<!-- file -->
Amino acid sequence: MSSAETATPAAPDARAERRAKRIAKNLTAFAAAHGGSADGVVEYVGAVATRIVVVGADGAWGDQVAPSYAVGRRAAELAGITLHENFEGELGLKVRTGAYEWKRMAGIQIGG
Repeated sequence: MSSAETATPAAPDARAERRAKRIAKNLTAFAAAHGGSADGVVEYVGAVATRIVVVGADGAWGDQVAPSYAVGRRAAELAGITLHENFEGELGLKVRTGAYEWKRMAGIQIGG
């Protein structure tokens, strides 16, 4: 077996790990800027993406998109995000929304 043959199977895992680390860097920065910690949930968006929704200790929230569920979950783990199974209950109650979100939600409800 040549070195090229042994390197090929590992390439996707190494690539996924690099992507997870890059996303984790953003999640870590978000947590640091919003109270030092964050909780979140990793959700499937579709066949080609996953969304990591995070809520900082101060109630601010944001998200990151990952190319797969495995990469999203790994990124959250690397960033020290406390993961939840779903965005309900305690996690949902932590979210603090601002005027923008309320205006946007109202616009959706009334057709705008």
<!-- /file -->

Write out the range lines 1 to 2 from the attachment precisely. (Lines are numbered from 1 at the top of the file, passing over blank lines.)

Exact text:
Amino acid sequence: MSSAETATPAAPDARAERRAKRIAKNLTAFAAAHGGSADGVVEYVGAVATRIVVVGADGAWGDQVAPSYAVGRRAAELAGITLHENFEGELGLKVRTGAYEWKRMAGIQIGG
Repeated sequence: MSSAETATPAAPDARAERRAKRIAKNLTAFAAAHGGSADGVVEYVGAVATRIVVVGADGAWGDQVAPSYAVGRRAAELAGITLHENFEGELGLKVRTGAYEWKRMAGIQIGG